Jordan

Moving Out

Hi guys, considering it’s what most students will be doing around this time, I thought it would be a good idea to  talk about moving out of accommodation for the summer and what to expect when it’s your time to do the same.

Whether you live on or off campus you will probably be expected to have the place tidy for when you leave, obviously out of courtesy but also because it’s usually in the contract to leave the place in the state you first found it and naturally you would want to avoid any possible dispute. This can be tedious, especially if your room’s a bit of a mess come summer time after being bogged down in work but just take it step by step and you should end up with a floor you can actually see! I always take photographs of the place before I leave just in case any issues arise afterwards you can say “yes it was left tidy”.

Throwing away food will probably be necessary, in my experience no matter how hard I tried I always ended up having to throw away food because I keep buying stuff. Just make sure you  make sure it needs to be thrown away, certain stuff can be fine to keep onto next year if your in the same flat. Additionally if you are in  uni halls it’s worth offering spare food to your flatmates who may be staying longer, who can argue with free food?

In terms of travel, coming from Northern Ireland I have brought stuff back by car on the boat as I have too much stuff to take on the plane so that will be an option for some if you live somewhere overseas.  If you don’t have that option there are moving companies which will transport your boxes of stuff for a fee.

Also, if living on campus you have to let the uni know when your leaving and most importantly remember to drop your keys off to the security hut, or if off campus, return to the estate agents/landlord.

Hope this helps, thanks for reading.

Jordan

 

Going to the Cinema

Hi everyone, if like me your a big film fan then getting to the cinema to see the latest big film is a must, so here’s a few different things to keep in mind if your looking for a movie fix while living in the Ormskirk area.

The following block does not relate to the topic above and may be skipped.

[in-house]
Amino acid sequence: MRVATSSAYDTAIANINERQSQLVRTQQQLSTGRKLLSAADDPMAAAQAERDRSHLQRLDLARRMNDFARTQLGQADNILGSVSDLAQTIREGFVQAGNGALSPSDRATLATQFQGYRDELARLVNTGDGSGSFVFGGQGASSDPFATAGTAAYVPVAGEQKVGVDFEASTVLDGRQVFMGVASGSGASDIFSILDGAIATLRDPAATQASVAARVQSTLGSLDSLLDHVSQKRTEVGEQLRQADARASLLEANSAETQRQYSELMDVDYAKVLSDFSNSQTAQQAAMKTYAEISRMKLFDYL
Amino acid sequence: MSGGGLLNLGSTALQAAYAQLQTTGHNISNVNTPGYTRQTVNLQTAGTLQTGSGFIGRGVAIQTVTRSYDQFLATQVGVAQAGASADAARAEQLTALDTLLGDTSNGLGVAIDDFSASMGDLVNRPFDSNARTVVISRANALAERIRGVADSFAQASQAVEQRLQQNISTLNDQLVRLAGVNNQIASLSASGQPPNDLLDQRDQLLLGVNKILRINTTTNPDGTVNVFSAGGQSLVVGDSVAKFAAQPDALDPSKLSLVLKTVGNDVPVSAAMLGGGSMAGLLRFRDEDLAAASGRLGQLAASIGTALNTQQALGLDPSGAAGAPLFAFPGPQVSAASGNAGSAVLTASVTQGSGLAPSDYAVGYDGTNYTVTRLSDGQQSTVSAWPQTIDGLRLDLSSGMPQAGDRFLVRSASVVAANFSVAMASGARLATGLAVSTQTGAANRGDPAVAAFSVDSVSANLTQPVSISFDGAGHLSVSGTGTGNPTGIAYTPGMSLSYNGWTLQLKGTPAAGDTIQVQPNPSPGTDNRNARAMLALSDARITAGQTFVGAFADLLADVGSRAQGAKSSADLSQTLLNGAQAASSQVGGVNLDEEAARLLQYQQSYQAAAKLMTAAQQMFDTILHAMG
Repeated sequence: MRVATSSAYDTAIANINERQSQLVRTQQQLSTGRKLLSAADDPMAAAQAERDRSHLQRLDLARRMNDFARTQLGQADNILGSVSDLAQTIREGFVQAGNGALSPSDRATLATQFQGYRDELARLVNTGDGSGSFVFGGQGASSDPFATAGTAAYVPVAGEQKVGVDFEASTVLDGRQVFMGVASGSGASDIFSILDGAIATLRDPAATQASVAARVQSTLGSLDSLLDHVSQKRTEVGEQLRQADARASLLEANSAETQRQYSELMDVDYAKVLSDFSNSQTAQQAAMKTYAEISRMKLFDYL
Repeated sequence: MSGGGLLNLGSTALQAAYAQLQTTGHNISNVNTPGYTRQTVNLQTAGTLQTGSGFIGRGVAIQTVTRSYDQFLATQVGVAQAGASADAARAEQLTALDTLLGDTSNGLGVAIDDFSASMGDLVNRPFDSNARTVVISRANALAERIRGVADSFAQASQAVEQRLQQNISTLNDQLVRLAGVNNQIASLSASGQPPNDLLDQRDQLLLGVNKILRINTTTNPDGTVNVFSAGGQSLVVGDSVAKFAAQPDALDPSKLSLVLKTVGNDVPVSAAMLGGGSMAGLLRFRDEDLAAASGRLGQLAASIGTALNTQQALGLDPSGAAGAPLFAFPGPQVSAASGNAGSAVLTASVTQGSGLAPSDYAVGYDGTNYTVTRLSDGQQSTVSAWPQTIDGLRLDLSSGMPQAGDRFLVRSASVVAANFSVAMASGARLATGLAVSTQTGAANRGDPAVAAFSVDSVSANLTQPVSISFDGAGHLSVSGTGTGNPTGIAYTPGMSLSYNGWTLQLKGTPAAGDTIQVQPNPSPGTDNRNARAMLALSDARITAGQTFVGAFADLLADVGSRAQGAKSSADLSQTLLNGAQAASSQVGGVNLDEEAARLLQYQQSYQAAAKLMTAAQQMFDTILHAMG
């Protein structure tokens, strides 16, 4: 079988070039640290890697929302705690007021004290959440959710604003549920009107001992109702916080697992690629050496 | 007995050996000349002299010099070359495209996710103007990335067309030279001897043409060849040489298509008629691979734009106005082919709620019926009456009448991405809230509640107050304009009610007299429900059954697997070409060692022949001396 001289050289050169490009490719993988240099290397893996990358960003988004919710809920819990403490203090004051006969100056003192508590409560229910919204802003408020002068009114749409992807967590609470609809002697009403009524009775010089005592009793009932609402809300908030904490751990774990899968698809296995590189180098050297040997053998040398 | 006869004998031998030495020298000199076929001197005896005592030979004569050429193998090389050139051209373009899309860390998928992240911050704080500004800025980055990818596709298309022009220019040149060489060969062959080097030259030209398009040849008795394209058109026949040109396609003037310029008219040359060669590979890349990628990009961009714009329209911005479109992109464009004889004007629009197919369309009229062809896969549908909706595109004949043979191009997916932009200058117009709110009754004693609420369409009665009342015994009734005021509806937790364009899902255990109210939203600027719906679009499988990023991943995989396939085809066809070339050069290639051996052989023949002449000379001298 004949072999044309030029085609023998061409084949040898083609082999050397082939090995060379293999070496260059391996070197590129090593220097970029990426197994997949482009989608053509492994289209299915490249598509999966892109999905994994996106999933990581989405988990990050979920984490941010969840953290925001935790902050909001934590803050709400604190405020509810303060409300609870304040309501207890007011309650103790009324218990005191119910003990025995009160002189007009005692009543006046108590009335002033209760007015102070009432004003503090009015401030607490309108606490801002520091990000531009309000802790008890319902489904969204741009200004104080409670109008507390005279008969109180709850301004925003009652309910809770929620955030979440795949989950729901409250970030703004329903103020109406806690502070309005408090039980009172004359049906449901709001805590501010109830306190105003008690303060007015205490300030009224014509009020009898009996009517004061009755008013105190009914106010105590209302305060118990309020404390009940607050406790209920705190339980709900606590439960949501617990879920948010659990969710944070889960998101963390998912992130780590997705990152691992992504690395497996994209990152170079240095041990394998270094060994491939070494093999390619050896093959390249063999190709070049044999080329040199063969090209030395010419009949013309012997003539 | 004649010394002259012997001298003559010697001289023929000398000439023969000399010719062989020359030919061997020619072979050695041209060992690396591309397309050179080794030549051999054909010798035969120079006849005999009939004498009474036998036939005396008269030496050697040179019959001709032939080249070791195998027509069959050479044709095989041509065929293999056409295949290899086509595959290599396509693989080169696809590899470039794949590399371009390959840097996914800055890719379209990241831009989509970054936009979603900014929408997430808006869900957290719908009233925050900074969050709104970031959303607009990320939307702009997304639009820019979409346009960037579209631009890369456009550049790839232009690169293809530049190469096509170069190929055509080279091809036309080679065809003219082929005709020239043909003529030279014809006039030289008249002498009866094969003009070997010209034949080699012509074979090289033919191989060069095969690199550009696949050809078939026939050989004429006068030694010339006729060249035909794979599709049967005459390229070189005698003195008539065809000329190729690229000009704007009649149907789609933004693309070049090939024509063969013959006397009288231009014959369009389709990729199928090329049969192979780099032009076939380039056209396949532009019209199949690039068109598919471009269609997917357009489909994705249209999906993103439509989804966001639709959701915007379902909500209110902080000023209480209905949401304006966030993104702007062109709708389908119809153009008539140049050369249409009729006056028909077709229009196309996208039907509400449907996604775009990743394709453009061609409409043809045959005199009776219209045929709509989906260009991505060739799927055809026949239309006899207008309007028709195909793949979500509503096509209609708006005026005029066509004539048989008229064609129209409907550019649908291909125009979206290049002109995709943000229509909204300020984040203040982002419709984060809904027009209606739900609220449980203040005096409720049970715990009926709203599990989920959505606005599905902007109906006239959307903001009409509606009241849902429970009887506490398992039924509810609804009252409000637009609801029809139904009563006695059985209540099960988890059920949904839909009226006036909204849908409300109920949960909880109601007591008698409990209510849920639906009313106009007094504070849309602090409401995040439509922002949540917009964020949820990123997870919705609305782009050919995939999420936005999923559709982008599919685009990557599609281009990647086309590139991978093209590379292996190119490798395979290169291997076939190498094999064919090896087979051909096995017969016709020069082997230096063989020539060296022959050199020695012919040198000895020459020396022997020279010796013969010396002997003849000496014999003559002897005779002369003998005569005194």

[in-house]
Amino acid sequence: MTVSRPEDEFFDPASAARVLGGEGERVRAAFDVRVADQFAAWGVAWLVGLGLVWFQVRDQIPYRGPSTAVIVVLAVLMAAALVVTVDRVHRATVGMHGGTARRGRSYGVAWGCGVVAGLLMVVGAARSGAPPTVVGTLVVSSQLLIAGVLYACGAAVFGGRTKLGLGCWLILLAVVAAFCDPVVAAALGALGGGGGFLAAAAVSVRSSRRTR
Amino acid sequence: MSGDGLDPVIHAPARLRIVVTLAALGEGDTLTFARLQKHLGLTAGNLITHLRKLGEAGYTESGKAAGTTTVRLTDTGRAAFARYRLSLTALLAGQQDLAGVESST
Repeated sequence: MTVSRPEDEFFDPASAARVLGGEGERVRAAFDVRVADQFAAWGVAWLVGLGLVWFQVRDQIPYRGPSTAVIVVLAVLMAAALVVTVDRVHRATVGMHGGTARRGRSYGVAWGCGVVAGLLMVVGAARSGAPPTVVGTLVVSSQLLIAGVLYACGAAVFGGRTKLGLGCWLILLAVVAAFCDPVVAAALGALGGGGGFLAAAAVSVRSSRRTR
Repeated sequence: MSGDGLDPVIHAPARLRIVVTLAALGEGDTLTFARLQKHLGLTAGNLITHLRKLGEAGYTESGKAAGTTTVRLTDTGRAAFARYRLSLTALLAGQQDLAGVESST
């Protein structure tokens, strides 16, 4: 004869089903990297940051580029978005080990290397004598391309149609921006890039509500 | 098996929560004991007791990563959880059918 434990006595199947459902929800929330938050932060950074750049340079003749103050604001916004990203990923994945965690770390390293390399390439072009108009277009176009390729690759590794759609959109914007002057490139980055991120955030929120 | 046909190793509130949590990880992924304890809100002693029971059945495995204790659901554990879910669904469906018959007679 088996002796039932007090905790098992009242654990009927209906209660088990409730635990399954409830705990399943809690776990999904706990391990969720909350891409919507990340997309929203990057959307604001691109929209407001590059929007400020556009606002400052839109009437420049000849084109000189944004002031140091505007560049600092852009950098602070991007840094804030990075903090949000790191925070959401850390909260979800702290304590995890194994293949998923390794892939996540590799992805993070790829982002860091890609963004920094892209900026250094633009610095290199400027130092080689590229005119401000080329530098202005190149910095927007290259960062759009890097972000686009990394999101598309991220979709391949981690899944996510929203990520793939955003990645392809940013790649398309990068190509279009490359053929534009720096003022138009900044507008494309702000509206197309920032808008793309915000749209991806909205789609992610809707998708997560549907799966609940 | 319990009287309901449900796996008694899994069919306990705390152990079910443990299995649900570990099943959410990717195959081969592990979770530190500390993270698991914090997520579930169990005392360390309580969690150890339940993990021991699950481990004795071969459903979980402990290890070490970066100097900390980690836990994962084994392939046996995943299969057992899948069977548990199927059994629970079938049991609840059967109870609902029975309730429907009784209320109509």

The arts center within Edge Hill does show films year round, they don’t have as much choice but occasionally you might find something that isn’t out on DVD and you haven’t seen yet, for a few pound, additionally there is a free film Friday that runs most of the academic year that runs a selection of classic films and  newer films like Deadpool 2, and again it’s free so what’s not to like.


Southport is another option from Ormskirk via bus for cheap, the VUE cinema there is good value for money at around £5 a ticket so definitely a good option if you want to see the latest films.


On the other hand I most frequent the Liverpool One Odeon cinema, while it can be expensive, prices have dropped to a more reasonable level across the board with a student ticket now costing between £7 or £8. The cinema itself has nice big screens and comfy chairs and its location means it is a great place to visit after shopping or before eating out.


It’s also worth remembering that there are various deals on cinema tickets to be had as a student. On Vodafone, my rewards membership offers me two Odeon tickets for £7 which is a total bargain and great for a significant other or a mate. So there you go even though there isn’t a cinema in Ormskirk which is a shame there’s still definitely options if your itching to see the newest thriller, horror or Disney film. Till next time.

Jordan

 

End of Year 2 Review

Just like that I’ve come to the end of my second year at Edge Hill University, something which I can’t quite believe yet, no idea where all the time has gone.

As i finished up the last of my work for the year it suddenly occurred to me that I only have one year left before I have to venture out into the real world, both a terrifying and exciting prospect, (mostly the former).  Anyway, since I have finished it’s probably the best time to do a review and to give a taster of what’s to come if you have just finished first year.